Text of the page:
Truth is, we don't know yet …

A recent study by the University of Pernambuco in Brazil found that smoking marijuana with added terpenes may cause serious kidney damage in users.

Terpenes, the latest ingredient to polarize the cannabis community, is the essential oil of a plant that gives it unique tastes and smells. Marijuana, pine trees, oranges, apples, limes and lemons all have their own terpene palate that creates their one-of-a-kind tastes. They're naturally occurring, but that doesn’t mean they're necessarily healthy — example, menthol is a terpene.

Today, with marijuana concentrates (dab’s, oil, shatter) growing in popularity, the laboratories extracting the concentrates are also adding terpenes back in to the oil to make it taste better, but with little research into terpenes and marijuana, it's impossible to know how the two react when smoked together. 

In order to study the issue, the researchers at the University of Pernambuco forced lab rats to inhale weed mixed with the terpene Beta Carotene (BC).

BC is found naturally in carrots, yellow and orange fruits, and also green vegetables. It is already known that high levels of BC mixed with cigarette smoke can cause lung cancer, but how does mixing in weed make it bad?

The researchers found that when smoked, the molecules in pot break down the BC molecule and turn it toxic, leading to kidney damage in the exposed rats. This change in structure is called degradation, and it can be very uncontrollable.

Even more troubling is that the degradation begins only when the oil is smoked, so none of the testing currently conducted in Colorado picks up on these toxins.

Colorado’s weed is so far only tested on a state level, meaning the federal government has no regulation over the pot reaching consumers. As it stands, there's not a whole lot of regulating the regulators. 

Thomas Mohan, a detective for the Colorado Marijuana Enforcement Division, says the government agreed not to take action against legal marijuana as long as pot isn’t sold to other states, minors aren’t getting ahold of it, and the money made isn’t being laundered or sent to drug cartels.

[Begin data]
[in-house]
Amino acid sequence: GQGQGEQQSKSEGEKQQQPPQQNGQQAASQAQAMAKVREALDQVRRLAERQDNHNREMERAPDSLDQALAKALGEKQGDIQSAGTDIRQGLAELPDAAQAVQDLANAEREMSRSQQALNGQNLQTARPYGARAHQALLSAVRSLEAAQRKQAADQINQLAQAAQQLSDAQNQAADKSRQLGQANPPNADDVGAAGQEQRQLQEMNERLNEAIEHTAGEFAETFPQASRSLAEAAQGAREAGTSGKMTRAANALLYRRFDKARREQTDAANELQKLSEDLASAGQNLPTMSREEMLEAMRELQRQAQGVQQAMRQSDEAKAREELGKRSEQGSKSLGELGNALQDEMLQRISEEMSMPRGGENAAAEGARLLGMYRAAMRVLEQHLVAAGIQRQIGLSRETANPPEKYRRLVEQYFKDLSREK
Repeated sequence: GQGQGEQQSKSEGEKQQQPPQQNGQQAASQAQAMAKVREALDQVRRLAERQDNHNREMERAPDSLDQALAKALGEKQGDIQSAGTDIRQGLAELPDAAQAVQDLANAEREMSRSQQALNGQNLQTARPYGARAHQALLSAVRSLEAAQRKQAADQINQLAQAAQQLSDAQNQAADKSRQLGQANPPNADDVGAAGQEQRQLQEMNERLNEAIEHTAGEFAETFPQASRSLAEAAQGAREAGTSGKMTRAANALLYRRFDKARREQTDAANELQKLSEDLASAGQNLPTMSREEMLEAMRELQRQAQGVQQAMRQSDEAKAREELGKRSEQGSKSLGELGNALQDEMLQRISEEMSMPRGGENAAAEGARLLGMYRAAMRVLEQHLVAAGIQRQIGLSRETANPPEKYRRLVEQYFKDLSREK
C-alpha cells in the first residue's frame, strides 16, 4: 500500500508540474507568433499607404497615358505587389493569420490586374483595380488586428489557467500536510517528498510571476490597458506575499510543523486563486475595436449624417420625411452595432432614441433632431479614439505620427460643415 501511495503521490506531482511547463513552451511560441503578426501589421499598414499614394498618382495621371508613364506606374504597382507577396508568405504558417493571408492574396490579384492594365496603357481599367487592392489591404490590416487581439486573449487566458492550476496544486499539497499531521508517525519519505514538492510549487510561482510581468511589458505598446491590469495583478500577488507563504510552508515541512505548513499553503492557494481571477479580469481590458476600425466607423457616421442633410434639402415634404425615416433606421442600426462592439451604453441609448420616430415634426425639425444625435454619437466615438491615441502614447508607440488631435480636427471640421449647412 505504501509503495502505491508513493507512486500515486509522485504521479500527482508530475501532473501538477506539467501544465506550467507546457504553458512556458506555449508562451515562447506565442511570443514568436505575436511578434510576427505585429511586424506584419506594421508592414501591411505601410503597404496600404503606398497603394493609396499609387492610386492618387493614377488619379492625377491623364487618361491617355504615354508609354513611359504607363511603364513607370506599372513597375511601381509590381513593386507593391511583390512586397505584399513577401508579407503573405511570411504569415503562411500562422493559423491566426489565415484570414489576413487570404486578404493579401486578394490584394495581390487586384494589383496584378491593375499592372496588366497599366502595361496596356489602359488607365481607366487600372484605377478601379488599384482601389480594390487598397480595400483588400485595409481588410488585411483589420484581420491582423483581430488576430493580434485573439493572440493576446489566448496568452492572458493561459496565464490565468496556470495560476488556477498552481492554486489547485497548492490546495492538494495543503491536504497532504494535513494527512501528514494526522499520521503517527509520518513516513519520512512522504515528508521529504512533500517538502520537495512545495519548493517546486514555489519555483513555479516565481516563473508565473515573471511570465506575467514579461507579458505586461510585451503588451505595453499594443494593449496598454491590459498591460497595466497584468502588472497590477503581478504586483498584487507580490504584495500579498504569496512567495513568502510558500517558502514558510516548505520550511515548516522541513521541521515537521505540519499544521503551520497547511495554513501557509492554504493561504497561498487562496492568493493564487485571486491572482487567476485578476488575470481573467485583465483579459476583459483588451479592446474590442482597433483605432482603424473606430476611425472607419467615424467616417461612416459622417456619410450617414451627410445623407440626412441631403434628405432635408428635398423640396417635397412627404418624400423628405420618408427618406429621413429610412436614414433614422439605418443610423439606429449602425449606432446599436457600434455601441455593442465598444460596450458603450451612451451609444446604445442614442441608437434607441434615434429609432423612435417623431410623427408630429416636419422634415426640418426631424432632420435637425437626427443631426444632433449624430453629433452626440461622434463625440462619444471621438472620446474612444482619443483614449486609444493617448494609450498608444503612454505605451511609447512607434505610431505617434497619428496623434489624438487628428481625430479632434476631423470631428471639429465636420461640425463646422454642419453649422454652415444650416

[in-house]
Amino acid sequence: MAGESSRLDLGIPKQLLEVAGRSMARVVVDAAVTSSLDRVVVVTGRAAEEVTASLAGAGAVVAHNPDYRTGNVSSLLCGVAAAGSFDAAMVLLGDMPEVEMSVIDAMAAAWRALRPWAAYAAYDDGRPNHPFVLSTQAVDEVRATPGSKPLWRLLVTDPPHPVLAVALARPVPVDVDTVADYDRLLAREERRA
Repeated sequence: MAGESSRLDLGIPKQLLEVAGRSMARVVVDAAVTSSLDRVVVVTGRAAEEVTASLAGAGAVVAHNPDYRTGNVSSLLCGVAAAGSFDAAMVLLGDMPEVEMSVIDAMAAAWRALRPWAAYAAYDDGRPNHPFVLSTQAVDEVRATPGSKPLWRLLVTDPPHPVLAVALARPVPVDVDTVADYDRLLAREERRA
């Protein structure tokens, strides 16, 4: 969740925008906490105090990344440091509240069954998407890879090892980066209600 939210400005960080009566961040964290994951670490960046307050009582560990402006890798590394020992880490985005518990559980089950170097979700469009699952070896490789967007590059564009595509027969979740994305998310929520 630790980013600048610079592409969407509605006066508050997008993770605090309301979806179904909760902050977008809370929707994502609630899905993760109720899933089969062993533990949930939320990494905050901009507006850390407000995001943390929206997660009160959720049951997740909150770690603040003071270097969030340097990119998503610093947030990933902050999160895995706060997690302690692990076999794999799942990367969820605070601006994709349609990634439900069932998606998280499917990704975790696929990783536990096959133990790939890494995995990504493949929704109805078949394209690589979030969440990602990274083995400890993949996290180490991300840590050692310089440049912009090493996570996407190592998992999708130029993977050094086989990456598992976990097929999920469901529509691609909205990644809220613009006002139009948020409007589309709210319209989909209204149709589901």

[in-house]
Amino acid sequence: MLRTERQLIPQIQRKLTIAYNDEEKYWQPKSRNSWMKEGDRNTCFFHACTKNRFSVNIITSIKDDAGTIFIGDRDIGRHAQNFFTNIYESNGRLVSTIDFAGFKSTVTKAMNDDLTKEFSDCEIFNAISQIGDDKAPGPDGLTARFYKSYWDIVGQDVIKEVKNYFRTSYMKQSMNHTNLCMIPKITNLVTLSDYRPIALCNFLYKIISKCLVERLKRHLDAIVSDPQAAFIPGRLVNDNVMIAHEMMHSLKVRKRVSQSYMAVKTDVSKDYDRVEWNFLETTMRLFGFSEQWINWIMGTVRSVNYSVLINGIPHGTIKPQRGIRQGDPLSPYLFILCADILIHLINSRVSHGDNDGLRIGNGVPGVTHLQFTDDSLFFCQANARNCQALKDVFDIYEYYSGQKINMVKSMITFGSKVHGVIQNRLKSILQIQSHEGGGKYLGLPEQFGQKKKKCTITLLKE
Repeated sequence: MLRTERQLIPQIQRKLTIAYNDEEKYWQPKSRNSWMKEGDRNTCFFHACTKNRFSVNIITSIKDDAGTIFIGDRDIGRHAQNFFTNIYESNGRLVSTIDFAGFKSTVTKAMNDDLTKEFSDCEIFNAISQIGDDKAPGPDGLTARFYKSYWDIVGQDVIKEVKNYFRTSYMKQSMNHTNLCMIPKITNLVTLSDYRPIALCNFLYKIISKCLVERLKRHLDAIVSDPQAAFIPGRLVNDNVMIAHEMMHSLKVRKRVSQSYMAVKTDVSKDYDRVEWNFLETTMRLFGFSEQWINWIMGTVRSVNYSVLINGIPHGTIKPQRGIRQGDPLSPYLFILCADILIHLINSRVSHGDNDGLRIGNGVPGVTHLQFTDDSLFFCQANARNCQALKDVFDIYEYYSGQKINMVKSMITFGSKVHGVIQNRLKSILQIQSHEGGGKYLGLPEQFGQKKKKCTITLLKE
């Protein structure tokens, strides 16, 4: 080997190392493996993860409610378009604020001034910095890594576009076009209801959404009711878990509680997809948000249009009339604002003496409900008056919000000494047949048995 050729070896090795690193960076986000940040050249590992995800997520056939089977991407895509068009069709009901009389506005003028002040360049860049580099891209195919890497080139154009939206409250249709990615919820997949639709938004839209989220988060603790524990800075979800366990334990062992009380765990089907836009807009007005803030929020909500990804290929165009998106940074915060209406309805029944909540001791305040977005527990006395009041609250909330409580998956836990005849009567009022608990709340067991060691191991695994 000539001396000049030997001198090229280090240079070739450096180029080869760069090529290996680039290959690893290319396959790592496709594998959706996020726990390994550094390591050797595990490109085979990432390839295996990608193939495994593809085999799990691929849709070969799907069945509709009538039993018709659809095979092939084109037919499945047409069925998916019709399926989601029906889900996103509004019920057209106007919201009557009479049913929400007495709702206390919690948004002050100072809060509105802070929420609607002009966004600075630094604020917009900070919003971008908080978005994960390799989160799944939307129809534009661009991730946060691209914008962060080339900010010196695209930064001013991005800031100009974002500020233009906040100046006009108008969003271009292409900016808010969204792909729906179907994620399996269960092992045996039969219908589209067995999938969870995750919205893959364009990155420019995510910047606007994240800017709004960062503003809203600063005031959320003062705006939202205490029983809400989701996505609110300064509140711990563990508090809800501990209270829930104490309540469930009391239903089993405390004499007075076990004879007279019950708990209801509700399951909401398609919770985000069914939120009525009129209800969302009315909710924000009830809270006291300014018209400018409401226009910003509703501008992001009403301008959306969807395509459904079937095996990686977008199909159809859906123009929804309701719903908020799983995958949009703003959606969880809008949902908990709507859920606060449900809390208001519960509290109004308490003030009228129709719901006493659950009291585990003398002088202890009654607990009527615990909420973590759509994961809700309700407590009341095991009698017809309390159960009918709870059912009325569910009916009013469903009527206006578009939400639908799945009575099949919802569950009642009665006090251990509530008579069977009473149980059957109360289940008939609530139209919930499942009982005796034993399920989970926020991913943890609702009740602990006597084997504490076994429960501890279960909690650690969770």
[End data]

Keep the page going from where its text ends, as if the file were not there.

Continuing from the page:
And even though Colorado has strict guidelines on what can and cannot be in retail marijuana, Mohan adds that concentrates are only required to be tested for potency (THC and CBD concentrations), microbials and extraction agents. Not terpenes.

The state doesn’t even require mandatory testing of pesticides for medicinal marijuana (that is until October 2016 — some 2 1/2 years after recreational legalization went into effect).

Yet some extraction companies, like Clear Concentrates, post the results of their toxicity screenings online regardless. However, these tests don't account for individual terpenes, so it's hard to tell if concentrates are putting you at risk.

In 2011, Colorado’s Department of Revenue estimated there are 600,000 marijuana users in the state of Colorado alone, and that was three years before cannabis became recreational. With weed use on the rise, more research needs (and is being done) to help keep Colorado consumers safe and prevent toxic marijuana from hitting the shelves.

We're not saying to immediately extinguish your favorite pastime, but consumers should be aware of the potential risks when going down to a local dispensary for strains with added terpenes. The industry is young, and so are the studies associated with it. 

The truth is, nobody really knows if terpenes are bad for human consumption, one study is just that, one study — but it's always best to know the temperature of the water before jumping into the deep end.